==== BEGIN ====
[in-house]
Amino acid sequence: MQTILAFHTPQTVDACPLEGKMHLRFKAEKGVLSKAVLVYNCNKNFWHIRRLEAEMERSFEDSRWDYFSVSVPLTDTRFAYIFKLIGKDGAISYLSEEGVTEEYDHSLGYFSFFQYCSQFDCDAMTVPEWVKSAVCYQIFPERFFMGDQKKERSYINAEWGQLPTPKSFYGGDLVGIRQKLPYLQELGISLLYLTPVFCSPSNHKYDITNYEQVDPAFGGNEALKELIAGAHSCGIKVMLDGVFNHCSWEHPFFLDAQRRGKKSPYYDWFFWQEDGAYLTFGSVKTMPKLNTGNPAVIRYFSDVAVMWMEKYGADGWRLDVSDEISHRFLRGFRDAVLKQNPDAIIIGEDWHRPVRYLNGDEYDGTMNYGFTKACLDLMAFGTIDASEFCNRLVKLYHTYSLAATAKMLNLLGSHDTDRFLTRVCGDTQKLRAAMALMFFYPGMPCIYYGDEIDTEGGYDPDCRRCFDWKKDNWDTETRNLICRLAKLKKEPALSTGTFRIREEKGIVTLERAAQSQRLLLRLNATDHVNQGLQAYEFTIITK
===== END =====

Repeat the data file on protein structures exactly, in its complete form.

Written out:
[in-house]
Amino acid sequence: MQTILAFHTPQTVDACPLEGKMHLRFKAEKGVLSKAVLVYNCNKNFWHIRRLEAEMERSFEDSRWDYFSVSVPLTDTRFAYIFKLIGKDGAISYLSEEGVTEEYDHSLGYFSFFQYCSQFDCDAMTVPEWVKSAVCYQIFPERFFMGDQKKERSYINAEWGQLPTPKSFYGGDLVGIRQKLPYLQELGISLLYLTPVFCSPSNHKYDITNYEQVDPAFGGNEALKELIAGAHSCGIKVMLDGVFNHCSWEHPFFLDAQRRGKKSPYYDWFFWQEDGAYLTFGSVKTMPKLNTGNPAVIRYFSDVAVMWMEKYGADGWRLDVSDEISHRFLRGFRDAVLKQNPDAIIIGEDWHRPVRYLNGDEYDGTMNYGFTKACLDLMAFGTIDASEFCNRLVKLYHTYSLAATAKMLNLLGSHDTDRFLTRVCGDTQKLRAAMALMFFYPGMPCIYYGDEIDTEGGYDPDCRRCFDWKKDNWDTETRNLICRLAKLKKEPALSTGTFRIREEKGIVTLERAAQSQRLLLRLNATDHVNQGLQAYEFTIITK